Posted by: Jack Henry | May 24, 2017

Editor’s Corner: Gender-Neutral Language

It’s a lovely spring day, so I thought we’d stir up some controversy and talk about gender-neutral language: terms like police officer (rather than policeman) and mail carrier (rather than mailman). Kara has covered this topic before, but I read a good article, and I like to share.

The article I read mentions a college student who tested her instructor by using the word mankind rather than humankind after being expressly directed to use only gender-neutral terminology in her essay. The student found out how serious the instructor was when, as warned, points were deducted from her score for the use of this one word.

So why do this professor and most authorities believe that gender-neutral terminology is important? Well, for one thing, it is more accurate. Consider the term policeman. When we hear this term, most of us instinctively imagine a man in a police uniform. Many women serve on the police force, however, and the term policeman (and the image it elicits) disregards all those brave women. The exclusion is usually not intentional, but it occurs all the same.

The goal of gender-neutral language is to be inclusive. To help you achieve that goal, I’ve compiled a partial list of gender-neutral titles from the internet. (Tomorrow, we’ll talk about gender-neutral pronouns. I hope you can survive the suspense!)

Gendered Title Gender-Neutral Title
actor, actress actor
businessman, businesswoman business person/person in business, business people/people in business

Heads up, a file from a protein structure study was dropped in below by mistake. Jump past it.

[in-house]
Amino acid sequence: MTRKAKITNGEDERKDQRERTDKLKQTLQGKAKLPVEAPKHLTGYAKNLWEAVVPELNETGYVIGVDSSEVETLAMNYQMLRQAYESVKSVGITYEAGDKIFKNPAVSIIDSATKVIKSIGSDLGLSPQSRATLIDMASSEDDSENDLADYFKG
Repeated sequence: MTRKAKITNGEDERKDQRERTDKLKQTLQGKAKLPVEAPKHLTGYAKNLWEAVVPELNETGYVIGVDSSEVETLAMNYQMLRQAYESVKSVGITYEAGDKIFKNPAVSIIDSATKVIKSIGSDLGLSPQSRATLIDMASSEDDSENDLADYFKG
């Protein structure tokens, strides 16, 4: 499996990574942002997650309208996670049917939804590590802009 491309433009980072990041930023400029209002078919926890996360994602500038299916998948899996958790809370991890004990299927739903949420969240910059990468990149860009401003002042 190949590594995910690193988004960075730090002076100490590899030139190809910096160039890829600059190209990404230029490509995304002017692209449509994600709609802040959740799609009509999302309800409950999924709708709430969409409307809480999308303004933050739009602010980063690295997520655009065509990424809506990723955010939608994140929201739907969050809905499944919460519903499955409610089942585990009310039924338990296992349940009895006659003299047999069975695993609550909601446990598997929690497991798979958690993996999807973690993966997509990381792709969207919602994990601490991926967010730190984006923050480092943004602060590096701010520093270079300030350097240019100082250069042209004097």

chairman, chairwoman chair, chairperson
congresswoman, congressman legislator, congressional representative
delivery boy courier, messenger
fireman firefighter
foreman supervisor
freshman first-year student [dbb – I know this one is going to be a hard sell.]
insurance man insurance agent
landlady, landlord building manager, proprietor
mailman mail carrier, letter carrier
man-made synthetic, machine-made
ombudsman troubleshooter [dbb – But this one is
much more fun!]
policeman, policewoman police officer
saleslady, salesman salesperson, sales associate, salesclerk
self-mad man entrepreneur, self-made person
steward, stewardess flight attendant
the common man the average person
waiter, waitress server
mom, dad parental unit [dbb – Courtesy of my son, Luke.]

In case this topic is a little too serious, don’t think of this rule as mandatory. Think of it as persondatory.

Donna Bradley Burcher | Senior Technical Editor | Symitar®

8985 Balboa Ave. | San Diego, CA 92123 | Ph. 619.278.0432 | Extension: 765432

Symitar Technical Publications Writing and Editing Requests

NOTICE: This electronic mail message and any files transmitted with it are intended
exclusively for the individual or entity to which it is addressed. The message,
together with any attachment, may contain confidential and/or privileged information.
Any unauthorized review, use, printing, saving, copying, disclosure or distribution
is strictly prohibited. If you have received this message in error, please
immediately advise the sender by reply email and delete all copies.

Leave a Reply

Fill in your details below or click an icon to log in: Logo

You are commenting using your account. Log Out /  Change )

Twitter picture

You are commenting using your Twitter account. Log Out /  Change )

Facebook photo

You are commenting using your Facebook account. Log Out /  Change )

Connecting to %s


%d bloggers like this: